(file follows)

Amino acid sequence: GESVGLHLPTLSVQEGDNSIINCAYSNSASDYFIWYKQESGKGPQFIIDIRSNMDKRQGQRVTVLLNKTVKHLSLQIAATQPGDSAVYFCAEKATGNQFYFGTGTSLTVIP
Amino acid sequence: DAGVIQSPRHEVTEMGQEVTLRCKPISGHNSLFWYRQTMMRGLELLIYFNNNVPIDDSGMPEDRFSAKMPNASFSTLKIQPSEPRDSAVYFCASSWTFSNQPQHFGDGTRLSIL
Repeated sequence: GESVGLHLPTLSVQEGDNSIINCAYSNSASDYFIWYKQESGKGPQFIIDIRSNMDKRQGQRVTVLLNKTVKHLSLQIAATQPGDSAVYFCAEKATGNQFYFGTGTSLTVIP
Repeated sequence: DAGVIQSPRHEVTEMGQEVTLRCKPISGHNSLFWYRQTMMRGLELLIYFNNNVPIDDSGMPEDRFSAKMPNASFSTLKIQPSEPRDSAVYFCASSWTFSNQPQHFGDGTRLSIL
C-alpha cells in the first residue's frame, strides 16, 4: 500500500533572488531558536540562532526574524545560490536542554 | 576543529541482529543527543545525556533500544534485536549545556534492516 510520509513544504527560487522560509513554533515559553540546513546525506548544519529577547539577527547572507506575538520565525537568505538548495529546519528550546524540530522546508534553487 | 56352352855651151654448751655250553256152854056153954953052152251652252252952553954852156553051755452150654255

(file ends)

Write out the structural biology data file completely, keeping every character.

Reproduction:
Amino acid sequence: GESVGLHLPTLSVQEGDNSIINCAYSNSASDYFIWYKQESGKGPQFIIDIRSNMDKRQGQRVTVLLNKTVKHLSLQIAATQPGDSAVYFCAEKATGNQFYFGTGTSLTVIP
Amino acid sequence: DAGVIQSPRHEVTEMGQEVTLRCKPISGHNSLFWYRQTMMRGLELLIYFNNNVPIDDSGMPEDRFSAKMPNASFSTLKIQPSEPRDSAVYFCASSWTFSNQPQHFGDGTRLSIL
Repeated sequence: GESVGLHLPTLSVQEGDNSIINCAYSNSASDYFIWYKQESGKGPQFIIDIRSNMDKRQGQRVTVLLNKTVKHLSLQIAATQPGDSAVYFCAEKATGNQFYFGTGTSLTVIP
Repeated sequence: DAGVIQSPRHEVTEMGQEVTLRCKPISGHNSLFWYRQTMMRGLELLIYFNNNVPIDDSGMPEDRFSAKMPNASFSTLKIQPSEPRDSAVYFCASSWTFSNQPQHFGDGTRLSIL
C-alpha cells in the first residue's frame, strides 16, 4: 500500500533572488531558536540562532526574524545560490536542554 | 576543529541482529543527543545525556533500544534485536549545556534492516 510520509513544504527560487522560509513554533515559553540546513546525506548544519529577547539577527547572507506575538520565525537568505538548495529546519528550546524540530522546508534553487 | 56352352855651151654448751655250553256152854056153954953052152251652252252952553954852156553051755452150654255